More than that, one suspects: Jefferson oversaw America’s first war—against the Barbary Pirates—and I suspect he had in mind to understand the Muslims we were fighting.

                If you want an interesting fictional take on this fact, check out The Last Patriot, by Brad Thor.

  7. cynthia curran says

    Gee, Michael Moore movies which I have not seen all of them are funny satire but none of them are in the class of Procopius. Procopius actually made several references to The Clouds in his Secret History and some orthodox might be offended by Procopius comparing St Justinian and St Theodora to demons but the work can be funny. Image writing about a ruler that can remove his head from his body that I think is the funniest passage in the Secret History. Procopius is considered by many historians a conservative in his day since he supported the land aristocracy against Justinian taking their wealth for churches, fortifications and bribery to Persia and North Barbarian groups to keep the peace. No modern satirists like Michael Moore on the Left or the Right will last 1500 years from now. In the case of Procopius it was a copy of the Secret History in the Vatican around 1600 or so which made him available in the West.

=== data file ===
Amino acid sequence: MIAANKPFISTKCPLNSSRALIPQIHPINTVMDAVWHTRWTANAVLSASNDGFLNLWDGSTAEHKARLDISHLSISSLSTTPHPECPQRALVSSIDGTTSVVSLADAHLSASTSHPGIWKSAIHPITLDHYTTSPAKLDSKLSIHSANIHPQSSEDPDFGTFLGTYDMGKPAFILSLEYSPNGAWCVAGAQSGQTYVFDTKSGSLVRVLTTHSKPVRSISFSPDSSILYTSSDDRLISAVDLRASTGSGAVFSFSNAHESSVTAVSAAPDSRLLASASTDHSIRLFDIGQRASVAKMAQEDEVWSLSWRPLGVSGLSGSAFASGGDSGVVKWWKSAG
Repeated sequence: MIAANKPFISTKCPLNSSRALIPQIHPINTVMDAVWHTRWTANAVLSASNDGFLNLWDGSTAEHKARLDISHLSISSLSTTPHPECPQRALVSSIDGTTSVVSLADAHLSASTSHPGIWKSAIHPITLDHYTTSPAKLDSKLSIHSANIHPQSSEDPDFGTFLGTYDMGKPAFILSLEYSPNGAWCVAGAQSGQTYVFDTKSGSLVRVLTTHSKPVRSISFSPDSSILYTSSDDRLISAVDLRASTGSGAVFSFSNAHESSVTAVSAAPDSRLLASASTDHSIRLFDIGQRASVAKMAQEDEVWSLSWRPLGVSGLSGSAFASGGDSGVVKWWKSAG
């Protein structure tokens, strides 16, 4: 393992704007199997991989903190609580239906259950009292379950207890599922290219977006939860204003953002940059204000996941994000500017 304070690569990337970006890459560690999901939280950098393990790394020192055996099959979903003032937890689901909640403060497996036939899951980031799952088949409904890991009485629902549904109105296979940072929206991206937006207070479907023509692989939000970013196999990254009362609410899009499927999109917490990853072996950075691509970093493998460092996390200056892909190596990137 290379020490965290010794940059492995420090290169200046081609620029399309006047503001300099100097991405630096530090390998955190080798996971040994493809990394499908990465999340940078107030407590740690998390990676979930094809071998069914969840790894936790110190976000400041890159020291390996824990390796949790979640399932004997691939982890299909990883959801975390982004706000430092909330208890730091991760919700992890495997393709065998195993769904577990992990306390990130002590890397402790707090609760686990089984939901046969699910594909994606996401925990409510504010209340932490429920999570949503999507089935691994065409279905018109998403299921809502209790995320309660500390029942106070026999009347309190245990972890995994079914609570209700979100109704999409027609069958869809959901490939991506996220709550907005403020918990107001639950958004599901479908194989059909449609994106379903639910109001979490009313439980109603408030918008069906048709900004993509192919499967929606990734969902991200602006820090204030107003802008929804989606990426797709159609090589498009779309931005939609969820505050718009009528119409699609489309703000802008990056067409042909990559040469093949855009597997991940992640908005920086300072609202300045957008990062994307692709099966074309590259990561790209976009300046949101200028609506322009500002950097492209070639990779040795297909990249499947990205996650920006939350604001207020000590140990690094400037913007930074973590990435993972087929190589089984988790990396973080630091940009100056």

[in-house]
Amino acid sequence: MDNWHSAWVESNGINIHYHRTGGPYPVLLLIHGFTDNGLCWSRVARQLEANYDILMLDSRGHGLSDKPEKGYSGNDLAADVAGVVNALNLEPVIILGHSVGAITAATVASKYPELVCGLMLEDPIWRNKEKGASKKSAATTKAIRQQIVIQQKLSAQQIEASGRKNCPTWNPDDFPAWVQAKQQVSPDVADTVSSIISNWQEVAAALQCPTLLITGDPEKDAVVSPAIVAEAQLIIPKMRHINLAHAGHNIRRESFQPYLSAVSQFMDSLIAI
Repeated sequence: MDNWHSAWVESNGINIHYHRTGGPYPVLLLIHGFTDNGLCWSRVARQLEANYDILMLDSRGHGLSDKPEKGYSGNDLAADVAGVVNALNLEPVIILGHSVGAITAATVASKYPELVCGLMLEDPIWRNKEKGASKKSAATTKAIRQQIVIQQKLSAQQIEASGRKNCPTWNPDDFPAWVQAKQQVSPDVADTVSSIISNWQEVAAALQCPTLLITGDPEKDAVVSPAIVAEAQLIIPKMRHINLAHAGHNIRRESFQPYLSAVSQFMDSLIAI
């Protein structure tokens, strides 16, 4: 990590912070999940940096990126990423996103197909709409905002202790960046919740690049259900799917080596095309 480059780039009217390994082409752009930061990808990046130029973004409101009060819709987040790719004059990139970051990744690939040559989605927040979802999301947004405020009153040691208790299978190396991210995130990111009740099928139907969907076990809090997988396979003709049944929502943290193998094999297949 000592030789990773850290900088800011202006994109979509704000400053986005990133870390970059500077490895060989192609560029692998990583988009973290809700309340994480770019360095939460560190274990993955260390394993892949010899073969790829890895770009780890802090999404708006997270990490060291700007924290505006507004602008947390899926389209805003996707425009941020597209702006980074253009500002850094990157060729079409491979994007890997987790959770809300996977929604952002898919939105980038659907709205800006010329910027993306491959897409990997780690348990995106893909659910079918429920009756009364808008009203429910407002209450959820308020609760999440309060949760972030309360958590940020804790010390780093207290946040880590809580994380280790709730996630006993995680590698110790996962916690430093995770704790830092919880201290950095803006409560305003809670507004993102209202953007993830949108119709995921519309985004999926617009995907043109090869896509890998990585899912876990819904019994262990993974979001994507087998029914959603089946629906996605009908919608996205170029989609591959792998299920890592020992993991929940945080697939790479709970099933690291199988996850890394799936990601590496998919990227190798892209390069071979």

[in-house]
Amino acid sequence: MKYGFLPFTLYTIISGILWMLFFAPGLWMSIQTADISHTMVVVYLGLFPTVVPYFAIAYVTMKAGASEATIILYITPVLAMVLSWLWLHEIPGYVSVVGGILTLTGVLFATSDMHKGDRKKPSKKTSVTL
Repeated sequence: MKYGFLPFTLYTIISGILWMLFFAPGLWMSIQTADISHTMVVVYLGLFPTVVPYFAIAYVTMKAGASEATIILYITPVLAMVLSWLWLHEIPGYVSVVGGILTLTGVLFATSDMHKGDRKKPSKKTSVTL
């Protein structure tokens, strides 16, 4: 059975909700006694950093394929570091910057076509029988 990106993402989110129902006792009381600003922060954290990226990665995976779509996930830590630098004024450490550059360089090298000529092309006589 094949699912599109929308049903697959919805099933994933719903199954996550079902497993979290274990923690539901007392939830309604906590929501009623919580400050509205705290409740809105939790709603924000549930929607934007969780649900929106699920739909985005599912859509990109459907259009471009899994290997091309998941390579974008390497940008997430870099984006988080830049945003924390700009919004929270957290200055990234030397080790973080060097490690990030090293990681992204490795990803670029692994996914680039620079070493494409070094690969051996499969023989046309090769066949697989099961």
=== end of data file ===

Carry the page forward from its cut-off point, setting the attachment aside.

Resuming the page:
8. cynthia curran says

    Personality, unlike a lot of conservatives it doesn’t bother me if the tax loopholes and the amount of money millionaires or billionaires can sheltered is less and also a small tax increase will not bother Moore, Soros, Buffet and company. Also, poor people that are childless that make 25,000 or less usually don’t qualify for the earn income credit like the poor that has kids. That’s why a lot of illegal immirgants were able to use the earn income credit since they usually had children while poorer native born were more likely to be childless and less likely to be able to use it..